In total, New York tech companies raised over $166 million in July, continuing the momentum off of June’s success. Here is a look back at the top five rounds from this month.
5. Delos, $20 million, July 5
Bio: Delos is a wellness real estate and technology firm that launched back in 2009. The company was founded with a mission to transform indoor environments into spaces that help nurture, sustain and promote human health and well-being.
News: The company raised $20 million at an $800 million valuation this month.
4. Freshly, $21 million, July 12
Investors: Insight Venture Partners, Highland Capital Partners, White Star Capital and Jason Finger.
Bio: Each week, Freshly allows users to select six, nine, 12 or 21 meals from the company’s rotating menu, which features everything from omelettes to flat iron steak. The meals arrive freshly prepared, at users' doors in a refrigerated, recyclable box. In comparison to other subscription food delivery services, Freshly’s meals arrive prepared and microwave ready, catering to customers who don’t have time to cook or shop, but want a healthier alternative to takeout.
News: The company is planning on using the new capital to expand to new areas of the United States as well as build out the technology behind its product.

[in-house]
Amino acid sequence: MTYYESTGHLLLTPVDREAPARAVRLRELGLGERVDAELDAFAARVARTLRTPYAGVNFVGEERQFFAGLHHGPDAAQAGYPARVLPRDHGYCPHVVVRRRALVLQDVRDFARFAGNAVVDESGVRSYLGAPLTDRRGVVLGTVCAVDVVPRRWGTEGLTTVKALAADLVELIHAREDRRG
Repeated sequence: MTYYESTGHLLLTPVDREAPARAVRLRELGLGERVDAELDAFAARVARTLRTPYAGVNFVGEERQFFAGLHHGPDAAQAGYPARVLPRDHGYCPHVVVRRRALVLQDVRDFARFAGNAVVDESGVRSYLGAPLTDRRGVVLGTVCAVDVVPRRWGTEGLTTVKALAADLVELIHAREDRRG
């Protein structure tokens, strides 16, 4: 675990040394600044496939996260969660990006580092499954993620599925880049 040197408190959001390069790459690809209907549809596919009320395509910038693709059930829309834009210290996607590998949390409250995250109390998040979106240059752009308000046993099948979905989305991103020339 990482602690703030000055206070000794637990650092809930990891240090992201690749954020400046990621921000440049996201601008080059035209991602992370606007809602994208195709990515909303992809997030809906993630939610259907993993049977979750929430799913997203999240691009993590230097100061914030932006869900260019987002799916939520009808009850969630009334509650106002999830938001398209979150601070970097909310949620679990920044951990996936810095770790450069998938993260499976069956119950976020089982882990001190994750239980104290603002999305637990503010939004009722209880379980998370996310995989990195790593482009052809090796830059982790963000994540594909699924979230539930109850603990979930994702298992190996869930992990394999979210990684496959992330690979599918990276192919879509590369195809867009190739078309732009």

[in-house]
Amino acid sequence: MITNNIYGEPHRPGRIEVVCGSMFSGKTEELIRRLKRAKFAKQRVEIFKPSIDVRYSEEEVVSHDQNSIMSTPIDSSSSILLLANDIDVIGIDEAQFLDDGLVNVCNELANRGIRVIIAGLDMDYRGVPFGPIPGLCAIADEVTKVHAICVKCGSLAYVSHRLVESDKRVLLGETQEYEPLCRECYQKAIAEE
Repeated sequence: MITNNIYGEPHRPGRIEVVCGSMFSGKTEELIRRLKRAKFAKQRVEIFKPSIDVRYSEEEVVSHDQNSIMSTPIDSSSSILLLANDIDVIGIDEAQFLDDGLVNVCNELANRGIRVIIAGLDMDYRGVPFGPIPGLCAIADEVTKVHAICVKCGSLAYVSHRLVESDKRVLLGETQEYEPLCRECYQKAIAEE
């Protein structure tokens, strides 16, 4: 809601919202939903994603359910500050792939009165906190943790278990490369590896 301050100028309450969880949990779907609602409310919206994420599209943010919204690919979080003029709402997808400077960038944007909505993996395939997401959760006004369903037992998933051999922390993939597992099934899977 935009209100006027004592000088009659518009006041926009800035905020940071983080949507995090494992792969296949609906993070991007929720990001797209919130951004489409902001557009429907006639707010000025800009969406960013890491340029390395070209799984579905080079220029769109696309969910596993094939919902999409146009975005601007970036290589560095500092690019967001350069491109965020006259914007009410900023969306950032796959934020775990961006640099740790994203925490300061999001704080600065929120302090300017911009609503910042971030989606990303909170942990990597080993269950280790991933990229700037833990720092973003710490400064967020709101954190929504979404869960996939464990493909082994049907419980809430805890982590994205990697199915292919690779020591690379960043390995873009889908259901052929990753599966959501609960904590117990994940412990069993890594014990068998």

3. Transfix, $22 million, July 26
Investors: New Enterprise Associates, Canvas Ventures, Lerer Hippeau Ventures and Corigin Ventures.
Bio: Otherwise known as the “Uber for trucks,” Transfix created an online marketplace that matches shipments with available trucks, using algorithms matching freight with trucks based on location to reduce the number of “empty miles” driven by truckers.
News: Transfix plans to use the funding for continued investments in technology as well as growing product offerings to meet demand from customers.
2. Codecademy, $30 million, July 12
Investors: Naspers, Flybridge Capital Partners, Union Square Ventures, Index Ventures and Richard Branson.
Bio: With an emphasis on accessibility, Codecademy allows users to code from anywhere with an internet connection. When you sign up, the platform prompts you to create a “path,” which is essentially a customized curriculum. From there, you can dictate your own coding education, and take interactive, online classes in everything from basic HTML to Ruby on Rails.
News: The company is planning on using the new financing to grow the company’s product, build out its team, develop its mobile presence and expand globally.
1. Matific, $45 million, July 27
Investors: Leon Kamenev
Bio: Matific uses software to create learning games in math and science for kids between preschool and elementary school.
News: With the new funding under its belt, Matific plans to expand its network beyond the 20 countries where it already has a presence.